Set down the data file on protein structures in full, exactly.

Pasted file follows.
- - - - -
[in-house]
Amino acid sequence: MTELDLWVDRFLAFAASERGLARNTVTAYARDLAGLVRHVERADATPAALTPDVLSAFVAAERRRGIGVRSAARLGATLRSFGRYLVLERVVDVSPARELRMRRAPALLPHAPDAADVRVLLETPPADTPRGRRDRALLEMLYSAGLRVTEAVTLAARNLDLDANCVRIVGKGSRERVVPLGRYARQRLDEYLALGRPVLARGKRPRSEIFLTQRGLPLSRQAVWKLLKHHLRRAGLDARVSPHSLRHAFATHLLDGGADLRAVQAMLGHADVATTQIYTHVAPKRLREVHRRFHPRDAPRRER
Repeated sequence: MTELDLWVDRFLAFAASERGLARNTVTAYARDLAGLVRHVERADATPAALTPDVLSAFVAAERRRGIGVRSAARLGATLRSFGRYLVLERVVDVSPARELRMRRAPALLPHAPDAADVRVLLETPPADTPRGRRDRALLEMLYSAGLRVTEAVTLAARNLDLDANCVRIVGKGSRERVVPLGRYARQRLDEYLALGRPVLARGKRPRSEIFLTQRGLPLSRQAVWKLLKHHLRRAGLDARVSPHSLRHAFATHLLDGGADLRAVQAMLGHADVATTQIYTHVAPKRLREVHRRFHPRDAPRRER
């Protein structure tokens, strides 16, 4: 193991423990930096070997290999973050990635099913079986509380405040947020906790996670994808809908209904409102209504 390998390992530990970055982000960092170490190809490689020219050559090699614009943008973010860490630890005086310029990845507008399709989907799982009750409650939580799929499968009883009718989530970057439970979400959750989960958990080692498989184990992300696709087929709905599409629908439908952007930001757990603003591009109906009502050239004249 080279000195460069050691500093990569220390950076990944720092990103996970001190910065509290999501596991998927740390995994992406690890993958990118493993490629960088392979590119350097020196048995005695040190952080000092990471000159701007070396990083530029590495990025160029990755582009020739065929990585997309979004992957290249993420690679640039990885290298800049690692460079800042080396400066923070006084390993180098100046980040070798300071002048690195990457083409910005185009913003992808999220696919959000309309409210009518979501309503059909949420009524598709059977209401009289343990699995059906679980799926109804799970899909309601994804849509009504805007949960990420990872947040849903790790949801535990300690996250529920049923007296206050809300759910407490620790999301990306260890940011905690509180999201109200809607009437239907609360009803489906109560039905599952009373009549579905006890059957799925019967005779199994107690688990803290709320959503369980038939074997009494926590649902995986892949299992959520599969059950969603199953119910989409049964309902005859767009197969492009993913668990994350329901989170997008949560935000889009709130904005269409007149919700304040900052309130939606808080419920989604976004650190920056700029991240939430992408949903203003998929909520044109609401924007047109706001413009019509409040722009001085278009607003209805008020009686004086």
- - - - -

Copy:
[in-house]
Amino acid sequence: MTELDLWVDRFLAFAASERGLARNTVTAYARDLAGLVRHVERADATPAALTPDVLSAFVAAERRRGIGVRSAARLGATLRSFGRYLVLERVVDVSPARELRMRRAPALLPHAPDAADVRVLLETPPADTPRGRRDRALLEMLYSAGLRVTEAVTLAARNLDLDANCVRIVGKGSRERVVPLGRYARQRLDEYLALGRPVLARGKRPRSEIFLTQRGLPLSRQAVWKLLKHHLRRAGLDARVSPHSLRHAFATHLLDGGADLRAVQAMLGHADVATTQIYTHVAPKRLREVHRRFHPRDAPRRER
Repeated sequence: MTELDLWVDRFLAFAASERGLARNTVTAYARDLAGLVRHVERADATPAALTPDVLSAFVAAERRRGIGVRSAARLGATLRSFGRYLVLERVVDVSPARELRMRRAPALLPHAPDAADVRVLLETPPADTPRGRRDRALLEMLYSAGLRVTEAVTLAARNLDLDANCVRIVGKGSRERVVPLGRYARQRLDEYLALGRPVLARGKRPRSEIFLTQRGLPLSRQAVWKLLKHHLRRAGLDARVSPHSLRHAFATHLLDGGADLRAVQAMLGHADVATTQIYTHVAPKRLREVHRRFHPRDAPRRER
């Protein structure tokens, strides 16, 4: 193991423990930096070997290999973050990635099913079986509380405040947020906790996670994808809908209904409102209504 390998390992530990970055982000960092170490190809490689020219050559090699614009943008973010860490630890005086310029990845507008399709989907799982009750409650939580799929499968009883009718989530970057439970979400959750989960958990080692498989184990992300696709087929709905599409629908439908952007930001757990603003591009109906009502050239004249 080279000195460069050691500093990569220390950076990944720092990103996970001190910065509290999501596991998927740390995994992406690890993958990118493993490629960088392979590119350097020196048995005695040190952080000092990471000159701007070396990083530029590495990025160029990755582009020739065929990585997309979004992957290249993420690679640039990885290298800049690692460079800042080396400066923070006084390993180098100046980040070798300071002048690195990457083409910005185009913003992808999220696919959000309309409210009518979501309503059909949420009524598709059977209401009289343990699995059906679980799926109804799970899909309601994804849509009504805007949960990420990872947040849903790790949801535990300690996250529920049923007296206050809300759910407490620790999301990306260890940011905690509180999201109200809607009437239907609360009803489906109560039905599952009373009549579905006890059957799925019967005779199994107690688990803290709320959503369980038939074997009494926590649902995986892949299992959520599969059950969603199953119910989409049964309902005859767009197969492009993913668990994350329901989170997008949560935000889009709130904005269409007149919700304040900052309130939606808080419920989604976004650190920056700029991240939430992408949903203003998929909520044109609401924007047109706001413009019509409040722009001085278009607003209805008020009686004086």